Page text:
The next morning, before continuing
inland to the mountains, I wanted to try and find Patrick Leigh Fermor's house. There was a tiny sign, just out of town, and we followed it down a street filled with private houses that ended at a small, pebble beach. There was no sign or indication so I decided that one of the houses at the end was his. It was locked and there was no way of approaching it, so we just sat on the beach for a while and enjoyed the peace and solitude of the place.
Unfortunately, our time on the coast was at an end, we wouldn't get as far as Methoni on this trip, we drove back to Athens through the mountains, stopping for 2 nights in an Acadian mountain village. On the way to Vytina we drove through Dimitsana which is where we originally wanted to stay. The village is built on the mountain side and the main road is very narrow, there is no parking. We arrived just as the school bus was making its way through the village. I cannot begin to describe the chaos that ensued in this small crowded place. It didn't seem possible that the bus could
squeeze through. There were two policemen and their car supposedly there to direct the traffic, but in reality, just adding to the confusion. Did I mention that this was a two-way street? We came back to Dimitsana the next day and spent some time exploring the streets of this picturesque village. Happy that we weren't staying there though, we continued on to Vytina, about half an hour away. Vytina is at a higher elevation than Dimitsana, but it doesn't seem like it because it is at the foot of the mountains and is fairly flat (with plenty of parking). 12 kms further, there is a ski resort.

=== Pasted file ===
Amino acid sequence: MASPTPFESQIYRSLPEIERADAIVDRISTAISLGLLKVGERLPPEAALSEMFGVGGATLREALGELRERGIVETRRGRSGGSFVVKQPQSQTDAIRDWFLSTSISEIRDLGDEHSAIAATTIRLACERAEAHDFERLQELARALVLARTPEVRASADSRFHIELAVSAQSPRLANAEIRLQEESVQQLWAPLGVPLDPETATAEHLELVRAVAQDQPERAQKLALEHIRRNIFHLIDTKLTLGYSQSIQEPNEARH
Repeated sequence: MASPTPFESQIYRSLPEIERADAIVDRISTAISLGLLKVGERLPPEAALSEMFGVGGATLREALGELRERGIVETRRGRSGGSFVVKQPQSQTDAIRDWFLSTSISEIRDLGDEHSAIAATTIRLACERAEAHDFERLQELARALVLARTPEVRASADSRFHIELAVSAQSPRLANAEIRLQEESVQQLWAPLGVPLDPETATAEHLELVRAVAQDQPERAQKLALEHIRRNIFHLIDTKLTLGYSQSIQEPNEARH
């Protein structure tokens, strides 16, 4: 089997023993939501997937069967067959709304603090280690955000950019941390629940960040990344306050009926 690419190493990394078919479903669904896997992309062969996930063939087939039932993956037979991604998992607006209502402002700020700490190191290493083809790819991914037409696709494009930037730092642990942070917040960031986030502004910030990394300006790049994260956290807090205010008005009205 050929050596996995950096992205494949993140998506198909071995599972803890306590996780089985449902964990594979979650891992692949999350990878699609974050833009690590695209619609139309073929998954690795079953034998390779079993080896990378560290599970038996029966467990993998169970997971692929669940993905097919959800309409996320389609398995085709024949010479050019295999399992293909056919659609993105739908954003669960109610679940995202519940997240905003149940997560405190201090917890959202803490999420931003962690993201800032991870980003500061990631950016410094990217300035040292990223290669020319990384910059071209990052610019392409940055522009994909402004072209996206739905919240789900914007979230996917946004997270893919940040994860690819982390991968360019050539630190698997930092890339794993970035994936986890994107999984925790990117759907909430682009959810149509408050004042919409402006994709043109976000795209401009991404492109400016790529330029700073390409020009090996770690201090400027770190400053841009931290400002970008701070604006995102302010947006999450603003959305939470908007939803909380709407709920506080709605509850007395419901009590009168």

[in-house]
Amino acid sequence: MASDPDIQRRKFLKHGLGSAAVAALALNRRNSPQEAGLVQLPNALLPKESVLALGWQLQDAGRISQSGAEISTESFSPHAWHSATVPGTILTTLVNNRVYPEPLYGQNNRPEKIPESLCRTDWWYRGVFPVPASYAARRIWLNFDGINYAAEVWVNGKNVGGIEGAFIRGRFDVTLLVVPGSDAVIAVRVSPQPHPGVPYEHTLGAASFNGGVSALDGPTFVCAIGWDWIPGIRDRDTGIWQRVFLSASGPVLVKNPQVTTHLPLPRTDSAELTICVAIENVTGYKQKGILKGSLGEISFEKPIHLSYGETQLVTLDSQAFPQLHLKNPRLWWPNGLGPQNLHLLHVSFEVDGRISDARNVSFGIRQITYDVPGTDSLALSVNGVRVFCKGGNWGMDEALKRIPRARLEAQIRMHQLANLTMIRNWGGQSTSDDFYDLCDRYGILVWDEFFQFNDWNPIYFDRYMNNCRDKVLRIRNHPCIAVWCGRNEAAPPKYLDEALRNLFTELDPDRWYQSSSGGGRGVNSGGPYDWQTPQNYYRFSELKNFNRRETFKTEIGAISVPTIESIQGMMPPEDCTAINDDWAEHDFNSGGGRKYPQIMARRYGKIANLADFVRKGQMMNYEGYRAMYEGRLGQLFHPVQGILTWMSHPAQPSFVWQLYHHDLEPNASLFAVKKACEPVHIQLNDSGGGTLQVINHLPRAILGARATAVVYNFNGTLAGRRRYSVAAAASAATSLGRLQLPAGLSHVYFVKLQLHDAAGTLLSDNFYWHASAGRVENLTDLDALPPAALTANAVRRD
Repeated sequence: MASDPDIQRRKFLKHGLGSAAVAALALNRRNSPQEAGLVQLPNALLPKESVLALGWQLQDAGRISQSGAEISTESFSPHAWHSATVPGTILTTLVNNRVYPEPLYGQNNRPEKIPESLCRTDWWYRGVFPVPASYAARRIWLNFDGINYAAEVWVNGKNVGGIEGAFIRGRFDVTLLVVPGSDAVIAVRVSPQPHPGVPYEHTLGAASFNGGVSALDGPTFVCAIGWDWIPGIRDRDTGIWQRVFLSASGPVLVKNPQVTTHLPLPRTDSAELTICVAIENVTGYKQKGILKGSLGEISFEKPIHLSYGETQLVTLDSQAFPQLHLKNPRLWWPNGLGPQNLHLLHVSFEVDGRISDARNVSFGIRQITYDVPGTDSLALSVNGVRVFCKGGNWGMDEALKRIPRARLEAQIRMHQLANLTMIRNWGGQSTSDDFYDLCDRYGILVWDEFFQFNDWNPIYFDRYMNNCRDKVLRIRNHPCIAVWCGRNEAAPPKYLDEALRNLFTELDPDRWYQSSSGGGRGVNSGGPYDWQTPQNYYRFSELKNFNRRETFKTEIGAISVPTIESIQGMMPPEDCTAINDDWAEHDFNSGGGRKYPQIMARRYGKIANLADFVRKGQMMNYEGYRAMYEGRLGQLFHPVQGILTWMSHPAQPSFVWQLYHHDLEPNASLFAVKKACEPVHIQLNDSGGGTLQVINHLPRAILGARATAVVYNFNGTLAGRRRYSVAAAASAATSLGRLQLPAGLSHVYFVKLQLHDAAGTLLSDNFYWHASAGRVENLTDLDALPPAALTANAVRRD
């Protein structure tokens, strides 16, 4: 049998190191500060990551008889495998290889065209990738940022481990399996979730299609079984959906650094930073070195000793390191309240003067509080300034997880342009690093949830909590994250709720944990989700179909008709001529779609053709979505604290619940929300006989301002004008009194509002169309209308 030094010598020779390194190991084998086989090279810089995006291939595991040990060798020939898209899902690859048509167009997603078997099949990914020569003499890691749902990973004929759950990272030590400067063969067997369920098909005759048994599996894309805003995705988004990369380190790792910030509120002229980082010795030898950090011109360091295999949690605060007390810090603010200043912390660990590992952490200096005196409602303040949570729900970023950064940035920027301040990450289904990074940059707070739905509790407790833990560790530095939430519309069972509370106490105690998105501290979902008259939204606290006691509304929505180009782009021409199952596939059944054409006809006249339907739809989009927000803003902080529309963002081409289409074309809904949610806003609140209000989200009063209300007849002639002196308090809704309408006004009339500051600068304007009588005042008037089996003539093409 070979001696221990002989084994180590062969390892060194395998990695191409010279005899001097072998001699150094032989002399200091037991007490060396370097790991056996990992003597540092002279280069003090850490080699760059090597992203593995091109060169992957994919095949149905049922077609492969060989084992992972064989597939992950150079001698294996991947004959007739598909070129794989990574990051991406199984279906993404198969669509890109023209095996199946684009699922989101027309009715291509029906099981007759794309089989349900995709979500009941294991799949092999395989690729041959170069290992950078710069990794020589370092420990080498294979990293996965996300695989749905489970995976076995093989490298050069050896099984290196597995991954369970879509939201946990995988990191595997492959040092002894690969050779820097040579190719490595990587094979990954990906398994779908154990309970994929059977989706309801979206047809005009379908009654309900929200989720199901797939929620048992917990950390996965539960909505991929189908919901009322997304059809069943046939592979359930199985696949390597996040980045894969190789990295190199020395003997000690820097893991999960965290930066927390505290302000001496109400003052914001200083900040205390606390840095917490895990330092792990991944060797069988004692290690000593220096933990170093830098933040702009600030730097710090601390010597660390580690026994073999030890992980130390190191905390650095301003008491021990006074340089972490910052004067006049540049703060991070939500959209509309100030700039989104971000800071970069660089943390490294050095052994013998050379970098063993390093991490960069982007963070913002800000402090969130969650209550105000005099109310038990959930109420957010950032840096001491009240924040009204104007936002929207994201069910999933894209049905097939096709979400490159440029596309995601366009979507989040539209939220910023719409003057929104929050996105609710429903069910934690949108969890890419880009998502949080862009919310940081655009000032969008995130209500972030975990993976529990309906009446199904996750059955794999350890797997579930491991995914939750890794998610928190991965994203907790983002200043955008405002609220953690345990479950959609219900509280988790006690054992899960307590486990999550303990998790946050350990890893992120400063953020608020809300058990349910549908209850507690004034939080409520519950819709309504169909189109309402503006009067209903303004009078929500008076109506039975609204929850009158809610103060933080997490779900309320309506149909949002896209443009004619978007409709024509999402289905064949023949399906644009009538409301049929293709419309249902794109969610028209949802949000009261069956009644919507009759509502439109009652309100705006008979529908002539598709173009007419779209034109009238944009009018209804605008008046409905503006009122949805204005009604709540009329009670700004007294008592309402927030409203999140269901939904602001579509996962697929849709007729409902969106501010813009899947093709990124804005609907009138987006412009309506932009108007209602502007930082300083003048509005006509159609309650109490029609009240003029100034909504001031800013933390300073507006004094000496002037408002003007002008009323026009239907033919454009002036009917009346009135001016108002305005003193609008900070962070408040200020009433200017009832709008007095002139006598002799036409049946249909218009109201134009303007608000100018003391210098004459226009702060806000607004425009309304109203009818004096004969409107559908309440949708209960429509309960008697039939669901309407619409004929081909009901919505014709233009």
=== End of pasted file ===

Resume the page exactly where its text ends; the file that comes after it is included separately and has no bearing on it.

There seems to be a lot of houses that are locked up, possibly abandoned. We were there at the end of October, at the beginning of the week, and there were only a few tourists. I was told that at the weekends, many Greek people come and perhaps those locked up houses are theirs. There is a gourmet restaurant in the village but we didn't want to be the only people there, so we ended up going to the local taverna. On Monday night, it seemed that the whole village had also
come out to eat. Generous portions, very reasonable prices and a nice atmospere, we went back the next night too. There are about 6 easy walks around the village, between 1-2 kilometers, each path with signposts of a different animal. We went out for trips in the day time and came back late afternoon and really enjoyed the walks up and down and around the village. I think we did all of them. We also enjoyed walking around Dimitsana, Stemnitsa and Lagkadia, all pretty mountain villages.
The breakfast we got was enormous and we couldn't eat even half of it. The next day, we got even more, this time with a plate of fried crispy things and honey. I thought I might just try one, but we couldn't stop and finished them all. We had to fortify ourselves for the trip back to Athens (only 2 hours and good roads).
In Athens, we did what we always do -- walk and walk and walk. Mostly around the markets in Monestiraki. There is so much stuff in the vintage stalls. I don't really want anything but I love looking at it all. I even enjoyed our visit to the
fish and meat market. Very clean and tidy while we were there. Just one word of advice though -- don't wear sandals to the fish market. We also visited one of the worst areas in Athens -- not by intention, by mistake. I got the name mixed up and when I told the hotel manager that we wanted to go there, he looked very surprised. The taxi driver gave us a knowing look and let us off at the main square. Only then did we understand. There is one nice walking street with many trees and graffiti and a lot of young people sitting in the cafes. Afterwards, we took a taxi to the place we meant to go. Gazi is an old gas works that has been converted to an exhibition space. There is a lot of graffiti. Not so interesting. I wanted to visit the new national library and opera complex but we were out of time, and it will just have to wait until our next Greek holiday.